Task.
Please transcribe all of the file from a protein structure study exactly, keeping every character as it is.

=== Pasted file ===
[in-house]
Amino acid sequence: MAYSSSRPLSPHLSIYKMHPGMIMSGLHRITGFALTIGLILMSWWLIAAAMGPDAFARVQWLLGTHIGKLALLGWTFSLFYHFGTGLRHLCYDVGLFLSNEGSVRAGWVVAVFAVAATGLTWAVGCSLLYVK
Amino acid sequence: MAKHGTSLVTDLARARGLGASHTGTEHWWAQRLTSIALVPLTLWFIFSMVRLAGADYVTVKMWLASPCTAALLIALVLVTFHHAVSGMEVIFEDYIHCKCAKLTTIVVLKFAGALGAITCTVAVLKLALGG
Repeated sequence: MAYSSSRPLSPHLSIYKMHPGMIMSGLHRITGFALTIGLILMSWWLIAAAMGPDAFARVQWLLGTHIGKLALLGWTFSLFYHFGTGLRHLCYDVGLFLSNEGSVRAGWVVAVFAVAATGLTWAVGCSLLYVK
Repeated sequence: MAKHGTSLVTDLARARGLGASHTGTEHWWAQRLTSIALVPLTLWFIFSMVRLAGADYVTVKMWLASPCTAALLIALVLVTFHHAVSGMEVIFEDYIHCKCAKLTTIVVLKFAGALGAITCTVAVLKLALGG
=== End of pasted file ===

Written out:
[in-house]
Amino acid sequence: MAYSSSRPLSPHLSIYKMHPGMIMSGLHRITGFALTIGLILMSWWLIAAAMGPDAFARVQWLLGTHIGKLALLGWTFSLFYHFGTGLRHLCYDVGLFLSNEGSVRAGWVVAVFAVAATGLTWAVGCSLLYVK
Amino acid sequence: MAKHGTSLVTDLARARGLGASHTGTEHWWAQRLTSIALVPLTLWFIFSMVRLAGADYVTVKMWLASPCTAALLIALVLVTFHHAVSGMEVIFEDYIHCKCAKLTTIVVLKFAGALGAITCTVAVLKLALGG
Repeated sequence: MAYSSSRPLSPHLSIYKMHPGMIMSGLHRITGFALTIGLILMSWWLIAAAMGPDAFARVQWLLGTHIGKLALLGWTFSLFYHFGTGLRHLCYDVGLFLSNEGSVRAGWVVAVFAVAATGLTWAVGCSLLYVK
Repeated sequence: MAKHGTSLVTDLARARGLGASHTGTEHWWAQRLTSIALVPLTLWFIFSMVRLAGADYVTVKMWLASPCTAALLIALVLVTFHHAVSGMEVIFEDYIHCKCAKLTTIVVLKFAGALGAITCTVAVLKLALGG